· Walter Stechele, Technical University of Munich, Germany, Walter [dot] Stechele [at] tum [dot] de
· Tomasz Kryjak, AGH University of Science and Technology, Poland, tomasz [dot] kryjak [at] agh [dot] edu [dot] pl
· Lionel Lacassagne, University Pierre and Marie Curie, Paris 6, France, lionel [dot] lacassagne [at] lip6 [dot] fr
· Dominique Houzet, Grenoble University, France, dominique [dot] houzet [at] gipsa-lab [dot] grenoble-inp [dot] fr
· Martin Danek, daiteq, Czech Republic, martin [at] daiteq [dot] com
Abstract: Many of today’s cars provide driver assistance functionality implemented on a distributed network of multicore processing units, including distance control, lane assist, traffic sign and pedestrian detection. Autonomous vehicles are about to appear on public streets, supporting the trend of bringing more functionality from autonomous driving into standard vehicles.
The focus of this special session will be on computational challenges and solutions related to automotive parallel computing. Approaches from outside of automotive, i.e. from a more general class of real-time vision applications with information fusion, which might be adopted in automotive solutions in the future, are welcome.
Topics include design space exploration and run time management of embedded heterogeneous MPSoC, including GPU and FPGA, scheduling and memory management for mixed criticality applications, vision, lidar and radar processing, sensor data fusion, machine learning approaches, safety and security aspects. Design goals include high computing performance at low power and low cost, as well as various optimization tricks to reduce data bandwidth, amount of information stored and/or processed while maintaining reliability of the results (convergence, error margin).
Special Session 5
Neuro-inspired algorithms and architectures
· Michel Paindavoine, Université de Bourgogne, France, michel [dot] paindavoine [at] u-bourgogne [dot] fr
· Nicolas Farrugia, Telecom-Bretagne, France, nicolas [dot] farrugia [at] telecom-bretagne [dot] eu
Abstract: The pinnacle of evolution in complexity of biological systems is arguably the human brain, which enabled the rise of societies, art and technologies. While we are still far from understanding the brain, neuroscientific research has begun to shed light on the way complex perceptual issues or intelligent behavior are implemented by neural systems. As a consequence, innovative artificial architectures are emerging, and take advantage of such advances in neurosciences by implementing neuro- inspired algorithms. Interestingly, by definition, neuro-inspired algorithms are tightly linked with an actual hardware implementation, and most likely an efficient one in terms of functionality, robustness or energy. Therefore, the joint study of neuro-inspired algorithms and architectures holds a great potential for a better understanding of efficient hardware design, e.g. in terms of computational speed, resource usage, power consumption.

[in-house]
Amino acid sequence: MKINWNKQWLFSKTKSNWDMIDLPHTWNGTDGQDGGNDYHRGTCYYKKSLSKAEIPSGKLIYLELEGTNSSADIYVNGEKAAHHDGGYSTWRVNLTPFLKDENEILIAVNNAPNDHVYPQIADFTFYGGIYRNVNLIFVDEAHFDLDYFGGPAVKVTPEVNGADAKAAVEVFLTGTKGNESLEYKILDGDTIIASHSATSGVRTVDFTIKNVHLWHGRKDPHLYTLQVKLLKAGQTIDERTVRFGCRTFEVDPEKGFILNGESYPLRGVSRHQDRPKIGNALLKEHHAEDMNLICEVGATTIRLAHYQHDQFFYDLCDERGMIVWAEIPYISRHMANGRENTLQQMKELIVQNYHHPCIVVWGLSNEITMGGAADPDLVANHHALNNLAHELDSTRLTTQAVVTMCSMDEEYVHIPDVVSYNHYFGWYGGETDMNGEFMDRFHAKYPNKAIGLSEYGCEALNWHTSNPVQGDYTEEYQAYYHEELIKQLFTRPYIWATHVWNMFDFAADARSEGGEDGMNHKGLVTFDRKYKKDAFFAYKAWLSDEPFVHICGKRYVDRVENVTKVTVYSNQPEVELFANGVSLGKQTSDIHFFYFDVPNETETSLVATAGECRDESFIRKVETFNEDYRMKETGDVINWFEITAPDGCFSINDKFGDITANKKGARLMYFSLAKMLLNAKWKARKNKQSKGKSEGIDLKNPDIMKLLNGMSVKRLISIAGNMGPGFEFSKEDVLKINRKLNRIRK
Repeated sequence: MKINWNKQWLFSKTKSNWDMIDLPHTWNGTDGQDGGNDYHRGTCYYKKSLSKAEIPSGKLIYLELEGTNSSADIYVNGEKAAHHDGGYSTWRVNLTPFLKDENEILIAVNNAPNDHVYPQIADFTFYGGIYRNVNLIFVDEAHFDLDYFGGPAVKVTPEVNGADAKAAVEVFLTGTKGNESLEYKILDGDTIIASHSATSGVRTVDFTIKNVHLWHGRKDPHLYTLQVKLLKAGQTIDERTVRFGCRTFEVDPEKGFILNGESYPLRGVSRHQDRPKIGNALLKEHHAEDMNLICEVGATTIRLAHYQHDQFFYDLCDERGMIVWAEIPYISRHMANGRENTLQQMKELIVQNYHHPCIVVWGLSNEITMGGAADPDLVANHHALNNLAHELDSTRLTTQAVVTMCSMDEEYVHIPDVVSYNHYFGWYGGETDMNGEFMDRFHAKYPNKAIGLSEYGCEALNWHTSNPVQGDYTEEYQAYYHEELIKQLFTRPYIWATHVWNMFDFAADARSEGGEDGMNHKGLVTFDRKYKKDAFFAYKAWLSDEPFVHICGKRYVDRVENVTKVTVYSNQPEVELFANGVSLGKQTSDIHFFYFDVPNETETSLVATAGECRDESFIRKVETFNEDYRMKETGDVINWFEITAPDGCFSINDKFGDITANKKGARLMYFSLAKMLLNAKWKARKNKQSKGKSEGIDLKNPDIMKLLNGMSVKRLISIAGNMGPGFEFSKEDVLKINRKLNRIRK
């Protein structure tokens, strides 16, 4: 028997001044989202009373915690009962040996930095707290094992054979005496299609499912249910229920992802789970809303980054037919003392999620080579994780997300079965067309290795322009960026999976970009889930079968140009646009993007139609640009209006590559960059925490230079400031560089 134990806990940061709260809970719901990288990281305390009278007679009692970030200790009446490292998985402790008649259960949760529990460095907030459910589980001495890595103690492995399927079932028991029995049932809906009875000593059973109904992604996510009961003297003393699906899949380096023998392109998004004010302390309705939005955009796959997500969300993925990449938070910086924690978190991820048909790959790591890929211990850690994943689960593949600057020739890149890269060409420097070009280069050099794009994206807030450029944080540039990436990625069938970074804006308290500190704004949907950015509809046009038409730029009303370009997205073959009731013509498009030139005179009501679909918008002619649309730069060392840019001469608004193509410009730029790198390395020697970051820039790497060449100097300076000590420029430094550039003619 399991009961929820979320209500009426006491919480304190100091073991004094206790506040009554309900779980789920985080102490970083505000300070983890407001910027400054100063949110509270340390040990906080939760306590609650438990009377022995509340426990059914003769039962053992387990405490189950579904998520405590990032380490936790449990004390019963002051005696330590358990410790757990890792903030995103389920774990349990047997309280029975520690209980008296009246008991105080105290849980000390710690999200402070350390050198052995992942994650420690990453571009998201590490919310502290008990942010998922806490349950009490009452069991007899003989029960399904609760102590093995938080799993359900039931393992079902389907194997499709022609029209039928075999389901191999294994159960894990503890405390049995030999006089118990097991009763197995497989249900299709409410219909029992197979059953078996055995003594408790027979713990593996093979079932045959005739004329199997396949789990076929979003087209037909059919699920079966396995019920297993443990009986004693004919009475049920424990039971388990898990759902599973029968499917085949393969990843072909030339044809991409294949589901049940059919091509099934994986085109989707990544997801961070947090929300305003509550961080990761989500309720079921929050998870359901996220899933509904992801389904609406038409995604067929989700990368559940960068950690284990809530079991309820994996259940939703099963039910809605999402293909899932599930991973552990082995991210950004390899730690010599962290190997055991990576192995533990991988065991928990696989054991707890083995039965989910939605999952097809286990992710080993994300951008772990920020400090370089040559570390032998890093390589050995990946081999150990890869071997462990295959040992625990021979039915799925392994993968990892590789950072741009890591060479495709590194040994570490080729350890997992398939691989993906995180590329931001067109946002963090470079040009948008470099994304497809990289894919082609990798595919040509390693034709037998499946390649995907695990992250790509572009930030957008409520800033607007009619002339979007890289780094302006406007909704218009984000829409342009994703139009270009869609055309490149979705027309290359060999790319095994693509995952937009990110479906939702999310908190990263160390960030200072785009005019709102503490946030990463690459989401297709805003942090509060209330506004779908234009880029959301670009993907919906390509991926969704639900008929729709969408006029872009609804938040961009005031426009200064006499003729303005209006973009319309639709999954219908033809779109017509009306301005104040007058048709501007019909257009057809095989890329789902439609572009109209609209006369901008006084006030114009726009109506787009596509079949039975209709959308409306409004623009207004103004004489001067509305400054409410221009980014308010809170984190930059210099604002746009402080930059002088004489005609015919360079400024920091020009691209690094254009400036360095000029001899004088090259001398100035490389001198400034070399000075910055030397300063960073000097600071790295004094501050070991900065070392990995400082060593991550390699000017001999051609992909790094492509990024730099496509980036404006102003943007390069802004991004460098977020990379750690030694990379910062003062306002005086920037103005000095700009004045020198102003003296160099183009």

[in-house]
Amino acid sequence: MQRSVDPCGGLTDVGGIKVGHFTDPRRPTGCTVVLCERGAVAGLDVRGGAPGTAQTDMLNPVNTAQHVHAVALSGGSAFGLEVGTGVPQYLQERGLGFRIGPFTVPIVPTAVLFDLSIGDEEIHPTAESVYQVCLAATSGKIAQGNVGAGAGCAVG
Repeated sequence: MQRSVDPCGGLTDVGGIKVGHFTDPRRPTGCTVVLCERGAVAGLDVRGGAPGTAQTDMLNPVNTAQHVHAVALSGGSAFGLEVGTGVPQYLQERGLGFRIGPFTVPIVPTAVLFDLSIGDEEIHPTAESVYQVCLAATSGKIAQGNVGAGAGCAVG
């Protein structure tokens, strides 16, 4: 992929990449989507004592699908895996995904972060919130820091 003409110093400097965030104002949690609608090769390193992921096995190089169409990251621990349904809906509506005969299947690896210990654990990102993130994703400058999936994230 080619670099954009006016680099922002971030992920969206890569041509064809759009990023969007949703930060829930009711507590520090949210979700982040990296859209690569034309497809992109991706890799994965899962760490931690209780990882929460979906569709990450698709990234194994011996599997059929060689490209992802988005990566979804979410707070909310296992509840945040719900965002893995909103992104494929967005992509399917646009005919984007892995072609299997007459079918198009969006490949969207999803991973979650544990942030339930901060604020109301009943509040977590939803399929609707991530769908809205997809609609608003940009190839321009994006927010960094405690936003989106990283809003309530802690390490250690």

In this special session, we welcome submissions pertaining to algorithms and architectures inspired from biological neural systems (human or other species). Applications include, but are not limited to, efficient processing, classification or interpretation of sensory information, memory systems, reasoning or artificial intelligence. We encourage submissions that describe actual hardware implementations (FPGA / ASIC or GPU), however we will also consider neuro-inspired architecture models and design methods.
Full submission requirements, templates and submission instructions can be found at: http://www.ecsi.org/dasip/submissions